Knowing that BDD somehow avoids using the term "test", I am trying to understand the process as described in a book called The Journey to Enterprise Agility: Systems Thinking and Organizational Legacy.

They describe the BDD process like that:

  1. Select a scenario from a feature
  2. Write a failing scenario step
  3. Write a failing test to support the behaviour detailed in the failing steps
  4. Write the code to make the unit test pass
  5. Refactor
  6. If the step passes, move on to next step, otherwise discover more objects to support the behaviour detailed until step passes.

The "Given", "When", "Then" are considered the steps.
The sample scenario was "Given I am on a product detail page.."

Below the diagram, they explain: ...

The next action is to create a failing scenario step. In this instance, you would create code that confirms that the product page can be displayed.

I do not get it. What is the failing scenario step, if not a test (and it does not seem to be the test as those are mentioned in step 4)? If it is not the test (but any other code), am I not breaking the TDD rule (test first)?

The link to the book and original text: https://books.google.de/books?id=p30gFQycCHEC&pg=PA493&dq=BDD+process+refact&hl=cs&sa=X&ved=0ahUKEwi5pcypr57bAhXD_aQKHexgB2AQ6AEIXTAG#v=onepage&q=BDD%20process%20refact&f=false

  • The "failing scenario step" is a description of the scenario that, for the moment, fails. So, "Customer prints the receipt" may be a failing scenario because it isn't implemented yet. The test, if properly written, confirms the failure. Commented May 24, 2018 at 14:56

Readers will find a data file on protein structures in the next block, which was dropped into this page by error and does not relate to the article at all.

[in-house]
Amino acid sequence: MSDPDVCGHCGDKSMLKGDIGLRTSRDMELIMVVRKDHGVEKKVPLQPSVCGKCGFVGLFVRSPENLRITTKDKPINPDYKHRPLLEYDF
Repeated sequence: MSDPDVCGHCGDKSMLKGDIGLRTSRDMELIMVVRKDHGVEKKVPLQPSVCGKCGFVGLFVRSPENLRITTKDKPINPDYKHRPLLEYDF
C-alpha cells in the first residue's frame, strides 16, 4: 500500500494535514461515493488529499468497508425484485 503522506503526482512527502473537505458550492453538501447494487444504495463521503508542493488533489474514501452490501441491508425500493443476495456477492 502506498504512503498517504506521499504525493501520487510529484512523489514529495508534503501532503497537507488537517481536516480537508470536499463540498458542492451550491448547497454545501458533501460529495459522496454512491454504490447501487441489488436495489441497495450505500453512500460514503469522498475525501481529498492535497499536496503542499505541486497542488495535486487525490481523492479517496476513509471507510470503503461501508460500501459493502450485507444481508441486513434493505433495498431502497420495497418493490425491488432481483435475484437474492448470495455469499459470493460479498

• @BobDalgleish That step is e.g. the "Given" part. But then it is a test, right?
    – John V
    Commented May 24, 2018 at 15:07
  • The scenario is "Given" ... "When" ... "Then". The test ensures that the "Then" part passes, or will once the code is written to make it pass. Commented May 24, 2018 at 15:27
  • @BobDalgleish Yes. I just refer to the book, which calls those "steps" of a scenario. Hence it says "failing a step" (the first step is Given).
    – John V
    Commented May 24, 2018 at 15:32
  • I cannot read the book. But to your question: "am I not breaking the TDD rule (test first)?" No, you aren't. In order to write a test, you have to choose something to test. The thing you choose is a scenario. Commented May 24, 2018 at 15:57

1 Answer 1


A scenario is just a piece of human-readable text. To write a failing scenario step here means to translate the pieces of the scenario into executable test code, so that you can automatically check whether the scenario has been implemented.

This is particularly clear if you are using Cucumber to write the scenario. The Cucumber test runner will parse the scenario but mark each step as not implemented. You will therefore have to first write the necessary code to parse and execute that step, i.e. turn the scenario into a test. Some or all of these steps might fail initially. In a given/when/then style scenario, at least the “then” step should fail. While writing the step, you might also rephrase the scenario to make it clearer and easier to parse.

You now have an automatically testable scenario with failing steps. Next, you would pick one step and move into the TDD loop where you write unit tests and write code until that step starts to pass. Once that's done you move back into the BDD loop and continue with the next failing or unimplemented step, or with the next scenario.

Yes, scenarios are certainly a kind of test when treated like this. But being automatically testable is only a secondary concern, and scenarios are primarily about clear communication between customers or domain experts and developers. BDD-style tests/scenarios are typically high-level, user-oriented, end-to-end, and focused on business rules. In contrast, unit tests incl. TDD-style tests are more granular, cover smaller components, and are more concerned with the interfaces of the code under test.

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